What Are Master-Pieces and Why Are There So Few of Them – an Essay by Gertrude Stein that I DNF’d…

The Card: ♠4♠ Four of Spades

The Suit: For my version of Deal Me IN, this year, Spades is the domain of Clotho, one of the Fates from Greek Mythology who, according to Plato’s Republic sings of “the things that are.”

The Selection: “What Are Master-Pieces and Why Are There So Few of Them” –  from my book “The Best American Essays of the Century.”

The Author: Gertrude Stein –  Born in Pittsburgh, but spending most of her life in Paris and was famous for her being a part of a circle of Lost Generation-y luminaries including Hemingway, Fitzgerald and Picasso to name just a few.

This essay was my 27th Selection of Deal Me In 2017.

What is Deal Me In? I’m glad you asked!  Full details maybe found here, but generally speaking it’s a reading challenge where participants read one short story a week for the year, the reading order being determined by the luck of the draw. See here for a list of the stories/essays I’ll be reading in 2017.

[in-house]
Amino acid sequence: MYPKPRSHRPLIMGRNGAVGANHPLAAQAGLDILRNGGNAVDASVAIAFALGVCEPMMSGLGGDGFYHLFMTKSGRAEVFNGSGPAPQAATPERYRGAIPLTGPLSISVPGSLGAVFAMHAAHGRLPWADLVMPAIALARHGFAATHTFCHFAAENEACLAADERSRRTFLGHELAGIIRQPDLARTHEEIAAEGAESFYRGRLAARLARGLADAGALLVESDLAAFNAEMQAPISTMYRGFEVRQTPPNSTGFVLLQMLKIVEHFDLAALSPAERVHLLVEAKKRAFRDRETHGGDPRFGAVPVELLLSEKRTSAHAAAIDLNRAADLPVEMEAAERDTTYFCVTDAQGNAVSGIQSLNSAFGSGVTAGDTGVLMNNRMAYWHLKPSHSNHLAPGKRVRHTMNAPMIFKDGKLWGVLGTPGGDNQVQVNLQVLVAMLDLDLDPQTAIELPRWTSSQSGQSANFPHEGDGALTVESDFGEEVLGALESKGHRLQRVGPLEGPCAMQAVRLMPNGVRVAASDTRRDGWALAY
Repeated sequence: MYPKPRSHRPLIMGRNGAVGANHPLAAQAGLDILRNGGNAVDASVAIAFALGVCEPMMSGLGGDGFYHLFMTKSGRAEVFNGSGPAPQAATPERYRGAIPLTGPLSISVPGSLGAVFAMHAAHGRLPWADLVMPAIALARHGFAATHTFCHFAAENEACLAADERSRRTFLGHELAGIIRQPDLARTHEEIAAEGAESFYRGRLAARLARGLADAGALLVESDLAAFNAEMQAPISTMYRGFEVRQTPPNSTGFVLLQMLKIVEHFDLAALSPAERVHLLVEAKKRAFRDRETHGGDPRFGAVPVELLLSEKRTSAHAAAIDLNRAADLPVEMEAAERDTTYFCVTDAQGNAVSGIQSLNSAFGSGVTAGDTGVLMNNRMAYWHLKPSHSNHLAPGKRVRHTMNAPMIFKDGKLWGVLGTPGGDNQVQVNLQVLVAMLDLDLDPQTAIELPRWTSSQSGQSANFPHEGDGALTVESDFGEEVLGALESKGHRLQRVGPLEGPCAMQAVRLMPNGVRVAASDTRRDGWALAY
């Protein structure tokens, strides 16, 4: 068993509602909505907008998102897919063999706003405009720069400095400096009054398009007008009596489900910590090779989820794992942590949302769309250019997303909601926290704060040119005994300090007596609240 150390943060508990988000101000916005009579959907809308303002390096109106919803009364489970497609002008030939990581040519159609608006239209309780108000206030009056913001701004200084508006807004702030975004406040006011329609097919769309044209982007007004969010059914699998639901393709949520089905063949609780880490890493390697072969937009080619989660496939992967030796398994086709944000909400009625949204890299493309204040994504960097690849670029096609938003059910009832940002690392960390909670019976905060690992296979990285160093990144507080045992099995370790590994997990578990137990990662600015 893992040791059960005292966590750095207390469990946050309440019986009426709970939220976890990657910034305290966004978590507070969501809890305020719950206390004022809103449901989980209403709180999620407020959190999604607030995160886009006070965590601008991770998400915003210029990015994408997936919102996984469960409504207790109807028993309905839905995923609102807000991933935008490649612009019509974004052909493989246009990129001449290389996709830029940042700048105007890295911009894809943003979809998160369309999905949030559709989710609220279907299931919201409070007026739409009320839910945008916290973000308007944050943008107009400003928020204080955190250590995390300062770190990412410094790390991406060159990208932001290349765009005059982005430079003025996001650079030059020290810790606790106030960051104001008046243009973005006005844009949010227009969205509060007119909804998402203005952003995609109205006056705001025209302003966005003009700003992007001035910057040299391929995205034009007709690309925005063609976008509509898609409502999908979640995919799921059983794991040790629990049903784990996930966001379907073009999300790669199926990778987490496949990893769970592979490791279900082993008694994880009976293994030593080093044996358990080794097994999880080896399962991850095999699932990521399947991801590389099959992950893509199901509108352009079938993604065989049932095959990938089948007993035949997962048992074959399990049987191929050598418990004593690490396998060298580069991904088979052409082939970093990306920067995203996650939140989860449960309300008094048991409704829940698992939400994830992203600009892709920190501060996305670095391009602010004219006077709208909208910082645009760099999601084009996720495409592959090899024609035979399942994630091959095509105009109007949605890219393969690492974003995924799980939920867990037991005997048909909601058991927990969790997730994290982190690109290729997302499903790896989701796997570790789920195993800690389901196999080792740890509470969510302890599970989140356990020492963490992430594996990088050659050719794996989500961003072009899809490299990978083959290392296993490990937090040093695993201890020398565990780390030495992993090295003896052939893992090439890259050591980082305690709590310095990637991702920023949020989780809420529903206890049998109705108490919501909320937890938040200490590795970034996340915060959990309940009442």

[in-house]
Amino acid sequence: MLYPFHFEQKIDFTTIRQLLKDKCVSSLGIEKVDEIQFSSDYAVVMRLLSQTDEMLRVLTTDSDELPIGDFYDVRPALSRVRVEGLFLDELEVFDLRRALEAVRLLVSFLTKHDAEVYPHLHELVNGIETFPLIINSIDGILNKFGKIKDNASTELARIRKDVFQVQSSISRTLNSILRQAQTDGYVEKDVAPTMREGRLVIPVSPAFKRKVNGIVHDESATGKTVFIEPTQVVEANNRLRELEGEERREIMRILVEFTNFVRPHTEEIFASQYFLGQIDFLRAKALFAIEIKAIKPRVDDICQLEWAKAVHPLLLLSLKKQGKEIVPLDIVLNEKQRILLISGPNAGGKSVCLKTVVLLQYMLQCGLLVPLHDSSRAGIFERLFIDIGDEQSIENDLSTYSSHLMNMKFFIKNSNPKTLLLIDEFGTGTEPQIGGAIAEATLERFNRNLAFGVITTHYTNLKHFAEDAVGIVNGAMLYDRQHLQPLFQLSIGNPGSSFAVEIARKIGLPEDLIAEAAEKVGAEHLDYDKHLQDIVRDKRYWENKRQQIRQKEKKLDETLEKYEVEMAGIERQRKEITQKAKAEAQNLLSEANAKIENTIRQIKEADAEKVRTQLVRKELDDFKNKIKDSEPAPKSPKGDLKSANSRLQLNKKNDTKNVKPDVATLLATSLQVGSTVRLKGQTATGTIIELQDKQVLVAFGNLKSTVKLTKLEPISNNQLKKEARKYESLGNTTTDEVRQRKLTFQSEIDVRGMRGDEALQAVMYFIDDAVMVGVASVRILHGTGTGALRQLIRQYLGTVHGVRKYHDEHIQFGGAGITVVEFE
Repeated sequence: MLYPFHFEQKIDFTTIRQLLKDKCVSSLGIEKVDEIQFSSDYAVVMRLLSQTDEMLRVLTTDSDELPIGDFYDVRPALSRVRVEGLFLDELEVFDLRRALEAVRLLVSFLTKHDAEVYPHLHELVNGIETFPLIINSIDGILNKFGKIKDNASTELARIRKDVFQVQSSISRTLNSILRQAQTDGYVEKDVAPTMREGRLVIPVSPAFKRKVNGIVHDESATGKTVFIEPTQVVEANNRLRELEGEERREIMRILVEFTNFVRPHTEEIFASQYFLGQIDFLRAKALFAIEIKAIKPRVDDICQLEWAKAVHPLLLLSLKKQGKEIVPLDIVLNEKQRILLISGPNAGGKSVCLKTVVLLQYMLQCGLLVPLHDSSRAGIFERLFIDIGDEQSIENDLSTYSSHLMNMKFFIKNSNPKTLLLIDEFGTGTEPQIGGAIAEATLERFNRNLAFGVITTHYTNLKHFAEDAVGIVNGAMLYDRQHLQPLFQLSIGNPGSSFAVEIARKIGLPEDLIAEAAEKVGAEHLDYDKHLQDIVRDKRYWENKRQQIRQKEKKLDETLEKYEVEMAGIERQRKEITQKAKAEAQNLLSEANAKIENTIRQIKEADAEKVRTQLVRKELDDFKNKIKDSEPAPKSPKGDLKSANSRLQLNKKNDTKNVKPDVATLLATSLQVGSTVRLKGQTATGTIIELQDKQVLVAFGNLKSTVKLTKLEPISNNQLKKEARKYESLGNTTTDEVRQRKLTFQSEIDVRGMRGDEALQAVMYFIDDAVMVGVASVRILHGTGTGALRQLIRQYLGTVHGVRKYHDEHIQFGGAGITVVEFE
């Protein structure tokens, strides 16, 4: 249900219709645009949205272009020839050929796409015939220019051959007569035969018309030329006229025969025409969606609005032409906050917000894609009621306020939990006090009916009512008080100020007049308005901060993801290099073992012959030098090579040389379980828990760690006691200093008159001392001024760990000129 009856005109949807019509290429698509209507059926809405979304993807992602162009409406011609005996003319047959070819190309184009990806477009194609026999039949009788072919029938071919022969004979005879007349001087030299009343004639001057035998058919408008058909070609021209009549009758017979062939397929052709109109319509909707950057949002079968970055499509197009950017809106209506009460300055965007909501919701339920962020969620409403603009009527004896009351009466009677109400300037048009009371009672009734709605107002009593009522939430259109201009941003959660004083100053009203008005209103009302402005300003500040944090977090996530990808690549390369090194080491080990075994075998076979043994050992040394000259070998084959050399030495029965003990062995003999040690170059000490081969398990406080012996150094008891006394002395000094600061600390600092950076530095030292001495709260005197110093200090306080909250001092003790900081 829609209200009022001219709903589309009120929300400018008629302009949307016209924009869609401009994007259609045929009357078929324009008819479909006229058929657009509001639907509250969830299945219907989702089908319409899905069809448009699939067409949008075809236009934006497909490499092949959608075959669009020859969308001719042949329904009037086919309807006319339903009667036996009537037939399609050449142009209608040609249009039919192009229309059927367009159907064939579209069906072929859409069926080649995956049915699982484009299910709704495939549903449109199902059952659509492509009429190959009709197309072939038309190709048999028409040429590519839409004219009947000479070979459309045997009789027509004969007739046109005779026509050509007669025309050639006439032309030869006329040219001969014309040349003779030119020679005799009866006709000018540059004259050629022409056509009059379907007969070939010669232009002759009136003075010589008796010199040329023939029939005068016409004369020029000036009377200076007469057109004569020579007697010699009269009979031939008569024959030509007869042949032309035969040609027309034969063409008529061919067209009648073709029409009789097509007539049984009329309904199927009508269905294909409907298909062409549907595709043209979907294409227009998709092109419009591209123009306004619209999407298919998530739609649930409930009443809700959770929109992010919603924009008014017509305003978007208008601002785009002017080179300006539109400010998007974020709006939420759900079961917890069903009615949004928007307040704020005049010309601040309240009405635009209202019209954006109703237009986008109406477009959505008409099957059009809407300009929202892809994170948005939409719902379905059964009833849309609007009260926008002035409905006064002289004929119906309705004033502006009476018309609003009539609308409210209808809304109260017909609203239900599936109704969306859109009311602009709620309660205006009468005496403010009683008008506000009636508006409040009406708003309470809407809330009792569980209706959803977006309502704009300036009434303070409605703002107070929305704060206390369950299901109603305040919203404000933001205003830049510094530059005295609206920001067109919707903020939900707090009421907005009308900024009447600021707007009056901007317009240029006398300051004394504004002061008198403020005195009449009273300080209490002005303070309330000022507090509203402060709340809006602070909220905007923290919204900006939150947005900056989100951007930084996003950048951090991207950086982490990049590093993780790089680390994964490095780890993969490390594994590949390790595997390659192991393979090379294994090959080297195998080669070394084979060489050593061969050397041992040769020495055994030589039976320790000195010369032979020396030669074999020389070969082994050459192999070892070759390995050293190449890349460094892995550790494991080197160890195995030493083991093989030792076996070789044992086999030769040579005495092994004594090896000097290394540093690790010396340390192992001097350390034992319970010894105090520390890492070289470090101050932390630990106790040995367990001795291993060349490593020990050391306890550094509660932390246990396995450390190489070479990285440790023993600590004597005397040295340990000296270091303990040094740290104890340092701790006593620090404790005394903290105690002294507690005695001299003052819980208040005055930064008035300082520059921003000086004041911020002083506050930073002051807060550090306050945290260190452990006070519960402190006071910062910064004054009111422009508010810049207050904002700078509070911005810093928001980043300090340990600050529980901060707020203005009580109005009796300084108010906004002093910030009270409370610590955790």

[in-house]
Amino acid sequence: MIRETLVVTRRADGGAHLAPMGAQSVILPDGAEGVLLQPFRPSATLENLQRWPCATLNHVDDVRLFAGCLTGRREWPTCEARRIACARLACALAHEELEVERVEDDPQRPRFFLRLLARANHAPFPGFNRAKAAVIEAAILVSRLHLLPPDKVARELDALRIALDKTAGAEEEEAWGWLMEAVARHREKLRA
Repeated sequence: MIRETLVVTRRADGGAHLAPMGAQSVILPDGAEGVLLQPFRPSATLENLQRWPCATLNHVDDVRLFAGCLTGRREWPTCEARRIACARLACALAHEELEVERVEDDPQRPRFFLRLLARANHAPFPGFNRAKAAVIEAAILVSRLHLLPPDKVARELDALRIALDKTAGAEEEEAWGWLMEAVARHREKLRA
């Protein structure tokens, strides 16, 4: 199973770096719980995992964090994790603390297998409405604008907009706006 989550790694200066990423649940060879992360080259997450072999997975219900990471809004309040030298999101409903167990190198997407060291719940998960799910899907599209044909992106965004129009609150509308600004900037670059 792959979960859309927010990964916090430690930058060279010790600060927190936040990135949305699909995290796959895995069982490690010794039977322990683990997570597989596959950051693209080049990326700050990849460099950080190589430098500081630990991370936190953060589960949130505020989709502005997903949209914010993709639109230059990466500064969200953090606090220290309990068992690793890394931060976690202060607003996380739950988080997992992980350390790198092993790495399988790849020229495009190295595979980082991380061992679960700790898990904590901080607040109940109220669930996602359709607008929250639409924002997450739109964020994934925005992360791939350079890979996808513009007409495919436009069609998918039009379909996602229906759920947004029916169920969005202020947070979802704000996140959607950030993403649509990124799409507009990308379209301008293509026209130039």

What Are Master-Pieces and Why Are There So Few of Them

I’ve been doing Deal Me In for six and a half years now, and this is the first time I’ve abandoned a story/essay.  It was virtually unreadable, and I can’t understand how it found its way into a volume titled “The Best American Essays of the Century.”  The following “sentence” may help you understand why I feel this way:

“I talk a lot I like to talk and I talk even more than that I may say I talk most of the time and I listen a fair amount too and as I have said the essence of being a genius is to be able to talk and listen to listen while talking and talk while listening but and this is very important very important indeed talking has nothing to do with creation.”

Yes, she has something against punctuation! Thank God at least the . has survived her wrath! I notice the title of this essay is a question, but you have to identify it as such by reading rather than seeing a question mark at the end.  I’ve always found writers who intentionally make it harder for readers to read to be annoying and pretentious. I don’t know much about Stein’s other works, but I am unlikely to explore them after giving up on this one before I’d finished three pages. I was naively looking forward to reading this essay too, as I found the title so promising, but alas…